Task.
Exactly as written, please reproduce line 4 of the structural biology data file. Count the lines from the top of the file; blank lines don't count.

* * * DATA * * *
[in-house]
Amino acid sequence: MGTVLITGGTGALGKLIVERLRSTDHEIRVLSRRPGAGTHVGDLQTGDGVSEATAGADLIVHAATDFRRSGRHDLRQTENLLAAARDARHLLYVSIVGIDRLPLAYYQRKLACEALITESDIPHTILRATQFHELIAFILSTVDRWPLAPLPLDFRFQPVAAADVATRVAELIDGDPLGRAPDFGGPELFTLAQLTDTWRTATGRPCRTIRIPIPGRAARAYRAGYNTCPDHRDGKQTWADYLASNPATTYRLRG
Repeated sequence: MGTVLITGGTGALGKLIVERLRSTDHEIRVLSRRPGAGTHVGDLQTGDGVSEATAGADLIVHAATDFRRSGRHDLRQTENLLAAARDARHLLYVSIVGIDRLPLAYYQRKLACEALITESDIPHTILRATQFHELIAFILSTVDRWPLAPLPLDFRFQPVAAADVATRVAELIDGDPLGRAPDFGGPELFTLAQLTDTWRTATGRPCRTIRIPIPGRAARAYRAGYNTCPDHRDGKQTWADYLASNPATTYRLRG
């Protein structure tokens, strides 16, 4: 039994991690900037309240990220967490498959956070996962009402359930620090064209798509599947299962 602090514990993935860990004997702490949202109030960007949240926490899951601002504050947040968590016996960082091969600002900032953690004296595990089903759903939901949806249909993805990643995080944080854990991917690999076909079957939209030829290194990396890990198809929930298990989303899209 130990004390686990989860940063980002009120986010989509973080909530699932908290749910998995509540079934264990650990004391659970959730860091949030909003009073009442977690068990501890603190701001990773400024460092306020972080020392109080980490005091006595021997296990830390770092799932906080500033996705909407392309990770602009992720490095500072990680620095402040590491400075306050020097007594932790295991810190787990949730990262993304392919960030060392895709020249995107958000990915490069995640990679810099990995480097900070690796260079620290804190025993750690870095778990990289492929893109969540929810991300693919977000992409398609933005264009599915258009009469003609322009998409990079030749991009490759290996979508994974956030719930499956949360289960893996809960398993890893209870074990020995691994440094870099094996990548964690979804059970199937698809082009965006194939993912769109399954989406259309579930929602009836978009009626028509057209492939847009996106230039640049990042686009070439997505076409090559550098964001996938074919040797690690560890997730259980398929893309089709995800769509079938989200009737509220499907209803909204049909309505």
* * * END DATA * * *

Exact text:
């Protein structure tokens, strides 16, 4: 039994991690900037309240990220967490498959956070996962009402359930620090064209798509599947299962 602090514990993935860990004997702490949202109030960007949240926490899951601002504050947040968590016996960082091969600002900032953690004296595990089903759903939901949806249909993805990643995080944080854990991917690999076909079957939209030829290194990396890990198809929930298990989303899209 130990004390686990989860940063980002009120986010989509973080909530699932908290749910998995509540079934264990650990004391659970959730860091949030909003009073009442977690068990501890603190701001990773400024460092306020972080020392109080980490005091006595021997296990830390770092799932906080500033996705909407392309990770602009992720490095500072990680620095402040590491400075306050020097007594932790295991810190787990949730990262993304392919960030060392895709020249995107958000990915490069995640990679810099990995480097900070690796260079620290804190025993750690870095778990990289492929893109969540929810991300693919977000992409398609933005264009599915258009009469003609322009998409990079030749991009490759290996979508994974956030719930499956949360289960893996809960398993890893209870074990020995691994440094870099094996990548964690979804059970199937698809082009965006194939993912769109399954989406259309579930929602009836978009009626028509057209492939847009996106230039640049990042686009070439997505076409090559550098964001996938074919040797690690560890997730259980398929893309089709995800769509079938989200009737509220499907209803909204049909309505």